Back to 1942
Original Title: 一九四二
Release date: November 29, 2012
Director: Feng Xiaogang
Novel by: Zhenyun Liu
Screenplay by: Zhenyun Liu
Cast: Zhang Guoli, Chen Daoming, Xu Fan, Zhang Mo, Li Xuejian, Li Xiaozhou, Feng Yuanzheng, Fiona Wang
Back after his blockbuster hit Aftershock, Feng Xiaogang helms an 18-year-old production. Based on the novel (and adapted to screen) by Zhenyun Liu and simply titled 1942, the film chronicles the devastating 1942 famine that hit China’s Henan province, which displaced around 10 million people and killed 3 million, right in the middle of the Japanese invasion of China and World War II.
And when I say chronicle, I really mean it. It follows the Fan family, headed by Master Fan (Zhang G.L), a rich man who’s fleeing Henan because of the upcoming Japanese army trying to gain on the Kuomintang territories, pointing out to his daughter Xingxing (Wang) that they’re different than the famine refugees and that they’d be back home in no time. This is in contrast to his poorer neighbors, really headed by Huazhi (Xu), who are escaping because they haven’t had anything to eat, hoping to find something to hold onto in Shaanxi.
I’d like to point out that Google Maps currently puts Henan and Shaanxi at 512 km. apart or 106 hours away by foot . Imagine having to endure that with no roads, carts packed with the stuff your family owns, pregnant women, children, the elderly… all of them starving to death in the dead cold winter. It’s no exaggeration when I tell you that the film follows these people’s “downs and downs.” That’s exactly Back to 1942 ALL THROUGHOUT THE MOVIE. It’s its biggest feature, but also it’s biggest handicap. As a historical account, it’s devastating seeing dreadful thing after even more dreadful thing, with very apt clinical storytelling — and cold color palette — of how the government, incapable of handling its own corruption and overwhelmed by the foreign happenings, kept giving misstep after misstep. Right at the center of it all was the Generalissimo Chiang Kai-shek (Chen) and his appointed trustee Henan authority Li Peiji (Li X.J), whose storylines give the historical political tones to the film.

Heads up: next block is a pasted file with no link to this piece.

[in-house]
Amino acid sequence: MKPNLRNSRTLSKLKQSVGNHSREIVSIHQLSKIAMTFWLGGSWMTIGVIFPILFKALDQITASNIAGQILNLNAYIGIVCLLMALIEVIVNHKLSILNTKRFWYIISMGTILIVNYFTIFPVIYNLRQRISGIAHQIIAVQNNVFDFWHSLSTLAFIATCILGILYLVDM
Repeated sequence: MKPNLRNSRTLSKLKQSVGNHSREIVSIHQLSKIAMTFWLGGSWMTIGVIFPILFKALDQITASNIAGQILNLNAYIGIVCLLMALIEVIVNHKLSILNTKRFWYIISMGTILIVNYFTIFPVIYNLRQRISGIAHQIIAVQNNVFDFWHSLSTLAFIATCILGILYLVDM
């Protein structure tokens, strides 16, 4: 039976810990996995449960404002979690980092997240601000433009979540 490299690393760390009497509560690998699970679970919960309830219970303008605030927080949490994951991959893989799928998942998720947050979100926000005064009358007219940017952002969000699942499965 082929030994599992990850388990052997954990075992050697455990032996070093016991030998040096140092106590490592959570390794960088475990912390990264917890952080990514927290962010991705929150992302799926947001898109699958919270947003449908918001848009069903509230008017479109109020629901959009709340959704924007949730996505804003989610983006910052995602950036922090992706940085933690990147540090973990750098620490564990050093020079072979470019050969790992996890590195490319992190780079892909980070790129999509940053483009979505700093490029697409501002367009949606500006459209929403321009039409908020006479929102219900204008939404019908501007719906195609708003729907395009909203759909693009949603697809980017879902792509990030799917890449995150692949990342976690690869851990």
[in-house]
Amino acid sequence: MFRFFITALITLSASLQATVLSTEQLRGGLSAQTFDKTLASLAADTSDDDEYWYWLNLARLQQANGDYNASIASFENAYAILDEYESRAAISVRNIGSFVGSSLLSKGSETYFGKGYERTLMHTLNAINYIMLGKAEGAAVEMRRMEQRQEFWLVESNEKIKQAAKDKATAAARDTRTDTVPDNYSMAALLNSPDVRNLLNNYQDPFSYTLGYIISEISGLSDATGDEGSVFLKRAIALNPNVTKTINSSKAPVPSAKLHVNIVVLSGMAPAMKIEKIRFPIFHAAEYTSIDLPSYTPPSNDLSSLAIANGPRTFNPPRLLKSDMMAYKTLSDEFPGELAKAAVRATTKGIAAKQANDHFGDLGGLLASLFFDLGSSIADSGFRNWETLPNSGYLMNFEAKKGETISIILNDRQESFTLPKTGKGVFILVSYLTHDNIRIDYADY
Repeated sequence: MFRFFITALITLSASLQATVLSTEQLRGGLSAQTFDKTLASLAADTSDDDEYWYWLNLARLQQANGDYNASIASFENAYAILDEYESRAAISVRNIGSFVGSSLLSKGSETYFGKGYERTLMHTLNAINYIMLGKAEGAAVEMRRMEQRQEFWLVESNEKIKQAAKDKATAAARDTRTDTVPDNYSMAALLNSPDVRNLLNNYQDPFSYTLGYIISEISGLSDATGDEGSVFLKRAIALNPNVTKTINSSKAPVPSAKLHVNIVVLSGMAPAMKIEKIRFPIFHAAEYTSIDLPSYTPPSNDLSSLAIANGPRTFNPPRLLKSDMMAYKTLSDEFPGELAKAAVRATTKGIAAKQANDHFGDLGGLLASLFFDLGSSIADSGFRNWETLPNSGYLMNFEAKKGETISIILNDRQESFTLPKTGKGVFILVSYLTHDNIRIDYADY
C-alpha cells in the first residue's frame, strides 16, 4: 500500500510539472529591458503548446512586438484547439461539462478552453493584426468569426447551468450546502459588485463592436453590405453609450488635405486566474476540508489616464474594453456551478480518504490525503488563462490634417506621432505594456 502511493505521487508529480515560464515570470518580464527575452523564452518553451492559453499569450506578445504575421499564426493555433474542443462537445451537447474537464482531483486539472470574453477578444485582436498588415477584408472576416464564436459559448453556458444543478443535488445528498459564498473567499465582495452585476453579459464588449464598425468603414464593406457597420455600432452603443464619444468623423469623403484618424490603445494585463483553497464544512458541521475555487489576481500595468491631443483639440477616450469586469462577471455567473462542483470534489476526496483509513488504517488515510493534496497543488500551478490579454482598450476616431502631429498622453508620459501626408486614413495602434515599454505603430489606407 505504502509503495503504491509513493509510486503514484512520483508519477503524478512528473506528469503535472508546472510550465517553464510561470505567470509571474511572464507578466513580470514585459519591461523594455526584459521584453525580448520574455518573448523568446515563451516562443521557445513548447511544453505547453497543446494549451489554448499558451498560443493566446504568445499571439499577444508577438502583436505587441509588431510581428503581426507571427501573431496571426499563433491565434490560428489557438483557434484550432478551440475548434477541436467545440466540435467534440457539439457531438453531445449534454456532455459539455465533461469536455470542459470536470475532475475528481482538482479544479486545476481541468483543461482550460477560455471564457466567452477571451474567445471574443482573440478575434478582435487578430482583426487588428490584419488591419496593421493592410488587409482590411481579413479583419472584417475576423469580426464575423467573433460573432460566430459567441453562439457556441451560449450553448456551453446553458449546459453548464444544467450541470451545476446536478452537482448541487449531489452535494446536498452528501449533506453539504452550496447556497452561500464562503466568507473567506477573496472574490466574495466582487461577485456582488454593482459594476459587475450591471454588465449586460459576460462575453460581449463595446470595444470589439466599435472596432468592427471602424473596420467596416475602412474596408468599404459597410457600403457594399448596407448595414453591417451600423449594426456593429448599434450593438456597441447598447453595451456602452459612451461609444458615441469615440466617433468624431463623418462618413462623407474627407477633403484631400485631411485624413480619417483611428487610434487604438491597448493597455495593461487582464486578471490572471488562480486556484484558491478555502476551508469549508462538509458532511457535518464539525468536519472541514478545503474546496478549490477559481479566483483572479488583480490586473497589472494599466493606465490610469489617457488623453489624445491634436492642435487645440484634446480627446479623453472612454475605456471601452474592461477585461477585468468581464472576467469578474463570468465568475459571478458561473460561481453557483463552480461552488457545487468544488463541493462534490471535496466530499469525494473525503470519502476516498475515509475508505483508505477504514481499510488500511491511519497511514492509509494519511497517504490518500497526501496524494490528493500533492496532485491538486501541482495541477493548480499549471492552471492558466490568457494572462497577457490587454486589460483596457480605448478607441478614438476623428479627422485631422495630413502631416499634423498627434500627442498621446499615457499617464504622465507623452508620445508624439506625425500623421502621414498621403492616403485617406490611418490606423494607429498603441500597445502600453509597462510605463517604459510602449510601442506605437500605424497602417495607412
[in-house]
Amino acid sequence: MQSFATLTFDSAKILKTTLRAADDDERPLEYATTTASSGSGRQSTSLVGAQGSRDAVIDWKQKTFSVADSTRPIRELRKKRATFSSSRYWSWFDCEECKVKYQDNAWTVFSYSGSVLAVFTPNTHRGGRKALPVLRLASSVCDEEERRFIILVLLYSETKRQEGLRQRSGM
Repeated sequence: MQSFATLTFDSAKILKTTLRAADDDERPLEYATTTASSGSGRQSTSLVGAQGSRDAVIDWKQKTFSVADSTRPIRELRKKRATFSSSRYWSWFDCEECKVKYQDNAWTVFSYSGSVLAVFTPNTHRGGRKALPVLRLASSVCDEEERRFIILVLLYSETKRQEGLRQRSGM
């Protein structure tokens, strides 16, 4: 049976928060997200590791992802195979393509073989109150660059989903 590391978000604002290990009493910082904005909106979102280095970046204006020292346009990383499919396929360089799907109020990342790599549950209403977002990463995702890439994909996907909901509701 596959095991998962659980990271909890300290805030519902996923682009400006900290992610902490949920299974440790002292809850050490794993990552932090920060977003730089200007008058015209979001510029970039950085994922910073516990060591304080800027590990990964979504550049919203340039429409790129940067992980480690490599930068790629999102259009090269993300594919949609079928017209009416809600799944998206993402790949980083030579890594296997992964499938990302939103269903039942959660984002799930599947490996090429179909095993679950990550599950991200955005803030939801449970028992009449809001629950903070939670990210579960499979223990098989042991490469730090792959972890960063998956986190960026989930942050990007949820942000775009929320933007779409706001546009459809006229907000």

It really is no wonder people flocked to see Ang Lee’s Life of Pi instead of Back to 1942 during the holiday season in China. Disregarding my watching this so close to Chinese New Year, who in their right mind would watch such a depressing film during Christmas? Whereas the story in Life of Pi showed hope in the time of great need, Back to 1942 shows one of the darkest periods in Chinese history in which every man was for themselves — cannibalism, the selling of family members or their own bodies, and not even religion would save them. In one of the two scenes with Tim Robbins as Father Megan, Father An (Zhang Hanyu) tells him he’s a deserter for leaving the hoards of starving people, while he’s gone to Father Megan’s impeccable church, getting what little is left to eat in the region. Leaving religion less than halfway through our journey, Back to 1942 reminds us that this is a story about misery, and there’s no sugar-coating it at all. “A life is worth two cookies,” exclaims Xu Fan’s character, and its excruciatingly painful.
The only downside to it all is that Back to 1942 really is an “all down from here” type of story from the very beginning, there’s no pulse to it. It sinks lower and lower until all you can really say is, “Oh gosh” to the very end, until you hear the voice-over of… what I suppose is author Zhenyun Liu, whose grandmother survived the famine.